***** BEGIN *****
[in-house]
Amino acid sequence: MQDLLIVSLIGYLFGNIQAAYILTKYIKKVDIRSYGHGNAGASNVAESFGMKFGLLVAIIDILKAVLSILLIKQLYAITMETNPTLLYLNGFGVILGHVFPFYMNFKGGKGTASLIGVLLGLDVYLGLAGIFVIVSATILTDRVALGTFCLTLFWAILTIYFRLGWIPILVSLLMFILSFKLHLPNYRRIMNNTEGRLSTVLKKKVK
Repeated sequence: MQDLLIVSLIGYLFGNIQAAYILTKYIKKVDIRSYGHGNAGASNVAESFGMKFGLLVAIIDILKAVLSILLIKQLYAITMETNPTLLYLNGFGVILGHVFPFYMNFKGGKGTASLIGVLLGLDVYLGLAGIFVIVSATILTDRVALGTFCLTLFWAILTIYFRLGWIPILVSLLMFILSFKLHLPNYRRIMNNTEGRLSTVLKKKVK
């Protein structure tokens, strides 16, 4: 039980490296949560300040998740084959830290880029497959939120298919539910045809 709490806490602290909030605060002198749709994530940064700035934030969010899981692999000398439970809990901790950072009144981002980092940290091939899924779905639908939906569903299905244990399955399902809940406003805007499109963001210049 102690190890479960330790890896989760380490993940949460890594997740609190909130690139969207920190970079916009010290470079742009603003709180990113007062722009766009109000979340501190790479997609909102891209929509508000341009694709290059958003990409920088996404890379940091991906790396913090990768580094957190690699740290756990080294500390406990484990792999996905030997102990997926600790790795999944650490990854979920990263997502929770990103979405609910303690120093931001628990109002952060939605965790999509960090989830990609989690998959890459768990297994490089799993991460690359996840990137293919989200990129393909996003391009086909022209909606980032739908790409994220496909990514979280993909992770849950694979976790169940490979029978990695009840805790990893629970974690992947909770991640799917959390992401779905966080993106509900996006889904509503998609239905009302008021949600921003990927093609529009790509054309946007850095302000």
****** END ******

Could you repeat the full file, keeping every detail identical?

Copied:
[in-house]
Amino acid sequence: MQDLLIVSLIGYLFGNIQAAYILTKYIKKVDIRSYGHGNAGASNVAESFGMKFGLLVAIIDILKAVLSILLIKQLYAITMETNPTLLYLNGFGVILGHVFPFYMNFKGGKGTASLIGVLLGLDVYLGLAGIFVIVSATILTDRVALGTFCLTLFWAILTIYFRLGWIPILVSLLMFILSFKLHLPNYRRIMNNTEGRLSTVLKKKVK
Repeated sequence: MQDLLIVSLIGYLFGNIQAAYILTKYIKKVDIRSYGHGNAGASNVAESFGMKFGLLVAIIDILKAVLSILLIKQLYAITMETNPTLLYLNGFGVILGHVFPFYMNFKGGKGTASLIGVLLGLDVYLGLAGIFVIVSATILTDRVALGTFCLTLFWAILTIYFRLGWIPILVSLLMFILSFKLHLPNYRRIMNNTEGRLSTVLKKKVK
């Protein structure tokens, strides 16, 4: 039980490296949560300040998740084959830290880029497959939120298919539910045809 709490806490602290909030605060002198749709994530940064700035934030969010899981692999000398439970809990901790950072009144981002980092940290091939899924779905639908939906569903299905244990399955399902809940406003805007499109963001210049 102690190890479960330790890896989760380490993940949460890594997740609190909130690139969207920190970079916009010290470079742009603003709180990113007062722009766009109000979340501190790479997609909102891209929509508000341009694709290059958003990409920088996404890379940091991906790396913090990768580094957190690699740290756990080294500390406990484990792999996905030997102990997926600790790795999944650490990854979920990263997502929770990103979405609910303690120093931001628990109002952060939605965790999509960090989830990609989690998959890459768990297994490089799993991460690359996840990137293919989200990129393909996003391009086909022209909606980032739908790409994220496909990514979280993909992770849950694979976790169940490979029978990695009840805790990893629970974690992947909770991640799917959390992401779905966080993106509900996006889904509503998609239905009302008021949600921003990927093609529009790509054309946007850095302000």